U.S. judges will be able to issue search warrants giving law enforcement agents the power to access computers in any jurisdiction, potentially even overseas, under a controversial rule change likely to be approved by the Supreme Court by May 1.
Magistrate judges can normally only order searches within the jurisdiction of their court, which is typically limited to a few counties.
The U.S. Justice Department, which is pushing for the rule change, has described it as a procedural change needed to modernize the criminal code for the digital age, and has said it would not permit searches or seizures that are not already legal.
Google, owned by Alphabet Inc, and civil liberties groups such as the American Civil Liberties Union and Access Now, contend the change would vastly expand the ability of the FBI to hack into computer networks. They say it could run afoul of the U.S. Constitution’s protections against unreasonable searches and seizures.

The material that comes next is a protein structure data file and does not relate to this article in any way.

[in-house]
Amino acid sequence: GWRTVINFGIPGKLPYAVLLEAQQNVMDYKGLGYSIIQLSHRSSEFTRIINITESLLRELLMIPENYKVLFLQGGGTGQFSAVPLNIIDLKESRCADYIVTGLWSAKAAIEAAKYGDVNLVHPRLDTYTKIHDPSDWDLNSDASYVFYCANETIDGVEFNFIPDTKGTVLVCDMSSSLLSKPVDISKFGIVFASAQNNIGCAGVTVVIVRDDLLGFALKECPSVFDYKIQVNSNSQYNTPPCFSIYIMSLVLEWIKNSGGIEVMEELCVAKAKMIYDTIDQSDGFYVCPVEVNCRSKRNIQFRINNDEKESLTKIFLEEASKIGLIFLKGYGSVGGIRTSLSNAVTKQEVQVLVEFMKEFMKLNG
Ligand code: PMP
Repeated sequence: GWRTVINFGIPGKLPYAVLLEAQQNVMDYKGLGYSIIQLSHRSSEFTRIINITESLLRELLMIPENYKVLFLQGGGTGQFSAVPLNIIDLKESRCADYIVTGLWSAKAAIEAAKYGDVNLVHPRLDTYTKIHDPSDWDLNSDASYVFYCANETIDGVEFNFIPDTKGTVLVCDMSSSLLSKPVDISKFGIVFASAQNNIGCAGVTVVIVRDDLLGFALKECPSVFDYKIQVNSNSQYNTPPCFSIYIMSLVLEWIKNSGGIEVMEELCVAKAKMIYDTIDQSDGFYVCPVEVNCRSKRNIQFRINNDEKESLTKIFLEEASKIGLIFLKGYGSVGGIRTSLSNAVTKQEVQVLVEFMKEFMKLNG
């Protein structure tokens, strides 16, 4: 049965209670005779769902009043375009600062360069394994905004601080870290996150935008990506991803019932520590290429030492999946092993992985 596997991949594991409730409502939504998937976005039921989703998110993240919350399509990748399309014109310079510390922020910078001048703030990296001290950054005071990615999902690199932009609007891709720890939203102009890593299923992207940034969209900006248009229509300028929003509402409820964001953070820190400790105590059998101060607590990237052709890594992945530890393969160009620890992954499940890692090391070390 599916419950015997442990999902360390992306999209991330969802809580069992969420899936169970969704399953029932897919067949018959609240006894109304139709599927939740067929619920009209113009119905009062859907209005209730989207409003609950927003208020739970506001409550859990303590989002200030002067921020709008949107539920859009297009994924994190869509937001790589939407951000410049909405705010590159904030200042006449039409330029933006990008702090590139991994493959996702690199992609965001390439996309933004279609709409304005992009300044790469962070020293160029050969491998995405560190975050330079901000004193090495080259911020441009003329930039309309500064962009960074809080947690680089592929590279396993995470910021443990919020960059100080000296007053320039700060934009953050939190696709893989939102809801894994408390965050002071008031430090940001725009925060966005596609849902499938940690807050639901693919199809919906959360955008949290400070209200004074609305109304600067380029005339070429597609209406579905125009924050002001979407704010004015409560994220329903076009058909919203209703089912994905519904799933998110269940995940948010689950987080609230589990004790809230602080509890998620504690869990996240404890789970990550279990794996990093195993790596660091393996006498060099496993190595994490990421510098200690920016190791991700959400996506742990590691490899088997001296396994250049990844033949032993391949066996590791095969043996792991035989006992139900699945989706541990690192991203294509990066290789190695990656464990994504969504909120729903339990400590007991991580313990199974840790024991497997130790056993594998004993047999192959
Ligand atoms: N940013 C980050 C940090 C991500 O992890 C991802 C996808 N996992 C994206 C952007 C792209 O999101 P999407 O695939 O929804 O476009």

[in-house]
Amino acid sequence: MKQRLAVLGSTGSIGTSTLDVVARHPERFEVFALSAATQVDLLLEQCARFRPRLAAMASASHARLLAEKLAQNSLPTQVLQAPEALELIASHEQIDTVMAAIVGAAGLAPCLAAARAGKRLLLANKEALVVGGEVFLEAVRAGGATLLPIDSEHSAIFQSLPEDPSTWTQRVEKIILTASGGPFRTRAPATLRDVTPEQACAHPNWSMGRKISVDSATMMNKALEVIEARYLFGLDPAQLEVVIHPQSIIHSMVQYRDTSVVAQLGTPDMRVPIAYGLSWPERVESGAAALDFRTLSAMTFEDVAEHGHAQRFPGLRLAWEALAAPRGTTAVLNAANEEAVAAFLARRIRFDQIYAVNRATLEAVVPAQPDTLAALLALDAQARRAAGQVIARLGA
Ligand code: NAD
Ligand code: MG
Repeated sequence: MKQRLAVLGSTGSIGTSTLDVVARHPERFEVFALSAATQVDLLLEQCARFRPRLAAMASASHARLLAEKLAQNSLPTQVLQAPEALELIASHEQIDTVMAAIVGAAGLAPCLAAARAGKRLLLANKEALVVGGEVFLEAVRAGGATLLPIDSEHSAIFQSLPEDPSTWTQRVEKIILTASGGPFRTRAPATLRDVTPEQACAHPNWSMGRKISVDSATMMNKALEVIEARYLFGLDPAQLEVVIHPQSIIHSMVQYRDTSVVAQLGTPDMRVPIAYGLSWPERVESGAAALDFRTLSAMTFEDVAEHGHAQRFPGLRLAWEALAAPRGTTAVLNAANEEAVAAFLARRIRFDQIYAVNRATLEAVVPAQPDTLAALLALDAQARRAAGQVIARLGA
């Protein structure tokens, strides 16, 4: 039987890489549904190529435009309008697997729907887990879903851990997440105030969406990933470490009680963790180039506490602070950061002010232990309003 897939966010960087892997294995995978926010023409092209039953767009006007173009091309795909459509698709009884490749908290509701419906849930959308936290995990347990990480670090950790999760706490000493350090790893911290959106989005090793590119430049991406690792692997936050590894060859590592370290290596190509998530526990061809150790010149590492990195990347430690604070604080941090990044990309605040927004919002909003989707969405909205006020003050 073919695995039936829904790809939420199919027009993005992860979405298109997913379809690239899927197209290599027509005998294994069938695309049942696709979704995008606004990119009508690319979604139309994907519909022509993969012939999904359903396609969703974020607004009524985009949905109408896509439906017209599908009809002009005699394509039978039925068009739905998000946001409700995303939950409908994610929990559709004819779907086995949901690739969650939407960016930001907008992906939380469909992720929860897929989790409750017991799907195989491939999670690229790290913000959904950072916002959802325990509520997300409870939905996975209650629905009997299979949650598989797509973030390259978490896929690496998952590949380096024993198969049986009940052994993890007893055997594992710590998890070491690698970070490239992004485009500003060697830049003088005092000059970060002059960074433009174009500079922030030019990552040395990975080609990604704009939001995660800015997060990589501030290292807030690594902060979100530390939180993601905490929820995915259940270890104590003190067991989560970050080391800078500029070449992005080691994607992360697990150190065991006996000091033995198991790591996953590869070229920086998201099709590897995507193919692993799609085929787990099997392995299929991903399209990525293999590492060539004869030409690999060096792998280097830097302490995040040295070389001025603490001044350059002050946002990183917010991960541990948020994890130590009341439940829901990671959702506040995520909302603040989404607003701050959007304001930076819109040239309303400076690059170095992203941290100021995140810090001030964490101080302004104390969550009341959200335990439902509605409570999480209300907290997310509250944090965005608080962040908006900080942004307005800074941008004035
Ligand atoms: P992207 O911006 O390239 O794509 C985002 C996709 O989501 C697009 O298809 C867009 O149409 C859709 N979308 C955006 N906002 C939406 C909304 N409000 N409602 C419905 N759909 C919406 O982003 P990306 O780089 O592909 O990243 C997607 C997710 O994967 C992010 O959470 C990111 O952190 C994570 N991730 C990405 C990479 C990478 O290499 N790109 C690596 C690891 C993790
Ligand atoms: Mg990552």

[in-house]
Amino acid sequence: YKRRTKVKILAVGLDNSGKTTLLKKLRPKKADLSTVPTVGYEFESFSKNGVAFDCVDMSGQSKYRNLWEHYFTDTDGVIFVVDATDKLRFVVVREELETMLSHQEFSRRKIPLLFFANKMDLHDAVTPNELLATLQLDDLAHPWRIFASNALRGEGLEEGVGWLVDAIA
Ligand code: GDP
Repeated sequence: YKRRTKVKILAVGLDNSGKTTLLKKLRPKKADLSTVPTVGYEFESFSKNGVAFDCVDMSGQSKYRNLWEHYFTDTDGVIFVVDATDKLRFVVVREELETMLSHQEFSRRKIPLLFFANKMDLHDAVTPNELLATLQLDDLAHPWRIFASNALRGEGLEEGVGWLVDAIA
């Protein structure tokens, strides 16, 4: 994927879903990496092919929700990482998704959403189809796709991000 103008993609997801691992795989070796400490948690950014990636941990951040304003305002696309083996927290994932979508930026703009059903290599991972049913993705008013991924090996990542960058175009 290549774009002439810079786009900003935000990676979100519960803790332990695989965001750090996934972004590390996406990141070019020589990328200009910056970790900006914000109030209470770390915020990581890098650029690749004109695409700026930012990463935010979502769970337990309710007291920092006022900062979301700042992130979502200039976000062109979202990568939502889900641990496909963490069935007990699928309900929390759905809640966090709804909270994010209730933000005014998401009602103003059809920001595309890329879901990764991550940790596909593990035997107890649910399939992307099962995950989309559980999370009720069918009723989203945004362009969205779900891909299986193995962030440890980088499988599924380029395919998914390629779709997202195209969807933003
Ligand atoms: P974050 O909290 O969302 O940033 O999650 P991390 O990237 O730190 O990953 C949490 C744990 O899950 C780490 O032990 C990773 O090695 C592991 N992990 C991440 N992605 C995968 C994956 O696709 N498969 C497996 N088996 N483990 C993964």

Should the Supreme Court approve the change, it will take effect later this year unless both chambers of Congress act to reject or amend it, a move seen as unlikely given gridlock in the legislature ahead of the U.S. presidential election.
The challenge to the change originally came from federal courts in Virginia and Oklahoma that said the FBI’s use of a warrant to deploy a “network investigative technique” on computers outside the geographic bounds of the issuing judge’s district was invalid.
Though it has been several years in the making, the effort to widen warrant jurisdiction has not garnered the level of attention of other recent clashes over government access to digital information, such as the FBI’s standoff with Apple over encryption.
Congress would have until December 1 to reject or amend a change to Rule 41.